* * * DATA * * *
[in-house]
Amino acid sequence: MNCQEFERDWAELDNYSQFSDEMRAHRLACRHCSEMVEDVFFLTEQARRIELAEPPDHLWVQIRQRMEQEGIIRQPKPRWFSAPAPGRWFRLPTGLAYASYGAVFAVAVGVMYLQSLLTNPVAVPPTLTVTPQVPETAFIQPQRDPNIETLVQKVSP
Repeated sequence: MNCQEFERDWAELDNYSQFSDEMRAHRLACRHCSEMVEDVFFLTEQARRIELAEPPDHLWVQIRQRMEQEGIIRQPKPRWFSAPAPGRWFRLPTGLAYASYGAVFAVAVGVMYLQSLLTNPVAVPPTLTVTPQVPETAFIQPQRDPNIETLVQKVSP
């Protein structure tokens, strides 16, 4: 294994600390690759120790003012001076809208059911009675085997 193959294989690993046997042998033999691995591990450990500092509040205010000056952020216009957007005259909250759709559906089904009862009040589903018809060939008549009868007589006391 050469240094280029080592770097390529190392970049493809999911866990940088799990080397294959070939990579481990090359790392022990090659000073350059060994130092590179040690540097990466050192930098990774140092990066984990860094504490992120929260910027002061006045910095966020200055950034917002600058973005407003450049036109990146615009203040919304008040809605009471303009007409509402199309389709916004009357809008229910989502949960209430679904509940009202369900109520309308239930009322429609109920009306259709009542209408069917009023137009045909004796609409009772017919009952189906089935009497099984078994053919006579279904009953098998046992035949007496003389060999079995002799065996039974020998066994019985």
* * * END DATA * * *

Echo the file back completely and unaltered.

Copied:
[in-house]
Amino acid sequence: MNCQEFERDWAELDNYSQFSDEMRAHRLACRHCSEMVEDVFFLTEQARRIELAEPPDHLWVQIRQRMEQEGIIRQPKPRWFSAPAPGRWFRLPTGLAYASYGAVFAVAVGVMYLQSLLTNPVAVPPTLTVTPQVPETAFIQPQRDPNIETLVQKVSP
Repeated sequence: MNCQEFERDWAELDNYSQFSDEMRAHRLACRHCSEMVEDVFFLTEQARRIELAEPPDHLWVQIRQRMEQEGIIRQPKPRWFSAPAPGRWFRLPTGLAYASYGAVFAVAVGVMYLQSLLTNPVAVPPTLTVTPQVPETAFIQPQRDPNIETLVQKVSP
């Protein structure tokens, strides 16, 4: 294994600390690759120790003012001076809208059911009675085997 193959294989690993046997042998033999691995591990450990500092509040205010000056952020216009957007005259909250759709559906089904009862009040589903018809060939008549009868007589006391 050469240094280029080592770097390529190392970049493809999911866990940088799990080397294959070939990579481990090359790392022990090659000073350059060994130092590179040690540097990466050192930098990774140092990066984990860094504490992120929260910027002061006045910095966020200055950034917002600058973005407003450049036109990146615009203040919304008040809605009471303009007409509402199309389709916004009357809008229910989502949960209430679904509940009202369900109520309308239930009322429609109920009306259709009542209408069917009023137009045909004796609409009772017919009952189906089935009497099984078994053919006579279904009953098998046992035949007496003389060999079995002799065996039974020998066994019985």